The Court also observed that to create a conducive environment is even more essential when a woman working is carrying a child to make sure that she is provided with an atmosphere that is positive and encouraging and, in such environment, the productivity of the woman is also bound to increase.
“… considering the indispensable need for maternity benefits for the welfare of the mother and her child, there is nothing to show that the claims raised on behalf of the petitioner regarding the grant of maternity benefits are invalid or extraneous. … There is no doubt that the case of the petitioner is covered under the definition of wages as provided under the Maternity Benefit Act”, held the Court.
Furthermore, the Court found no force in the argument on behalf of the respondent that the relationship between the parties was of a client and advocate and not that of an employer and employee as the petitioner was not being paid a professional fee, but was being paid remuneration for her services and was also required to work as per a specific fixed time scheduled.
“It is clear, upon considering the view that has been repeatedly taken, that the Maternity Benefit Act is a welfare and social legislation and the intent of the legislature in no manner could have been to limit or restrict the extent and scope of reliefs that may be granted to all those falling within the ambit of the Act. There is nothing in the language of the Act or in its provisions which suggests that a working expecting woman would be barred from getting the reliefs due to the sole reason of the nature of their employment”, said the Court.
The Court added that the respondent, admittedly extends benefits arising out of the Maternity Benefit Act to the permanent/regular employees attached with the respondent, however, has been denying such benefits to contractual employees, such as the petitioner.
“Medical science may have advanced over the years to facilitate the needs of the mother and child, however, the natural care that a newborn child requires cannot be dispensed away with and is also of utmost importance for the development and growth of the baby. The nature certainly does not discriminate on the basis of the nature of employment of a woman when it blesses her with a child. The miracle of childbirth and the process a woman goes through during such time must not be hampered by any extraneous events that may affect the health and well-being of the mother and cause her any degree of distress”, also observed the Court.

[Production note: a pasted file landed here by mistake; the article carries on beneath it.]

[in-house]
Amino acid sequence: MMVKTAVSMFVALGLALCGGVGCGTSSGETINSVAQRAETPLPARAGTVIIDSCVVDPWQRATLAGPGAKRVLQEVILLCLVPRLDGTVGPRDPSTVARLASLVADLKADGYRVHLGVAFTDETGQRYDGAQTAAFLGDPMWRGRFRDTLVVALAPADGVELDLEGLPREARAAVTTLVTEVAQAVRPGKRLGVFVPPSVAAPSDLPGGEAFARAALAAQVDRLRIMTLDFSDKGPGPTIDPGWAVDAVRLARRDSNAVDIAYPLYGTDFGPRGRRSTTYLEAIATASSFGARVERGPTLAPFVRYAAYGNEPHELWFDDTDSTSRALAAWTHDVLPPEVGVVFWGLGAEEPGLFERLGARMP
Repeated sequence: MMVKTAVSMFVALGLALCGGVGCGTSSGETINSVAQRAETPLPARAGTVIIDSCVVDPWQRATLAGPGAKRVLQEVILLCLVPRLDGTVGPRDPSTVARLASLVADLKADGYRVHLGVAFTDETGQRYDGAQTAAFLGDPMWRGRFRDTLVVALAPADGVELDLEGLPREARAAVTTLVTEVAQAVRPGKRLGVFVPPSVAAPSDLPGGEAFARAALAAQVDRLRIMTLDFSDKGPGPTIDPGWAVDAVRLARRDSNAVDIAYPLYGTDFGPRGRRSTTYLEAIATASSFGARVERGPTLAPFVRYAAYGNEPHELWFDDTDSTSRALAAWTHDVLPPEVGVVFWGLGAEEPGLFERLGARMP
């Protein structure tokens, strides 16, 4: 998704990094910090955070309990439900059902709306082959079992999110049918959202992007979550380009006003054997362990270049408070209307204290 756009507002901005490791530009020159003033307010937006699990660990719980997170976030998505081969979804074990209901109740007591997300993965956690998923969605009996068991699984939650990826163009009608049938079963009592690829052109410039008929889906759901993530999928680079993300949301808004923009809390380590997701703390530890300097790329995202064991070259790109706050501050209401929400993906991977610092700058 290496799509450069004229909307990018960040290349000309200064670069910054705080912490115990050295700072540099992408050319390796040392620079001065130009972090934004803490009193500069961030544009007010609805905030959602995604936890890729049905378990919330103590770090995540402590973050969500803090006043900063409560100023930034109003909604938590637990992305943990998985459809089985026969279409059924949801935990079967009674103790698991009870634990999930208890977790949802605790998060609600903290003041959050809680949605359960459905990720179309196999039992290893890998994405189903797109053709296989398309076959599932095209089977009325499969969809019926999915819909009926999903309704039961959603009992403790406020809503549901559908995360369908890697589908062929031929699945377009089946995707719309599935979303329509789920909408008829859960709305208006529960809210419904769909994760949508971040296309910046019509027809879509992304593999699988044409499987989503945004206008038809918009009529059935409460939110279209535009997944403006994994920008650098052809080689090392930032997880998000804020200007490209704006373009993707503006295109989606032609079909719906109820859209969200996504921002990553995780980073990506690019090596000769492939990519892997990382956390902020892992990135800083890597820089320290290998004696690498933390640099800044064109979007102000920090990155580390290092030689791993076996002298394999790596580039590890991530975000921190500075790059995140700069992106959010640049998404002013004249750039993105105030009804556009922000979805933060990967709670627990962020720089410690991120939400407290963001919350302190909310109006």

The Court said that a positive change of perspective is required along with a more adaptive approach in the matter of grant of maternity benefits. It further said that it is ironic that the petitioner being appointed with JJB, was hired to protect the interest and welfare of the children who may be suffering at the hands of the criminal justice system, however, was not able to secure the benefits that were necessary for the best interest and welfare of her own child.
“Even in this day and age, if a woman is made to choose between her familial life and a career progression, we would be failing as a society by not providing her the means to thrive, whether in professional life or in personal life. It is pertinent to note that the Act in place which grants the reliefs to an expecting or a new mother, considers such reliefs as a ‘Benefit’, when in fact the reliefs should come as a matter of right to the women employees who may be in that position. … A duty is cast upon the State and all those who are subjects of the Act to uphold the integrity, the objective and the provisions of the legislation in its letter and spirit”, concluded the Court.
Accordingly, the High Court allowed the petition and directed the respondent to release all the maternity benefits in favour of the petitioner within three months.
Cause Title- Annwesha Deb v. Delhi State Legal Services Authority (Neutral Citation: 2023:DHC:6049)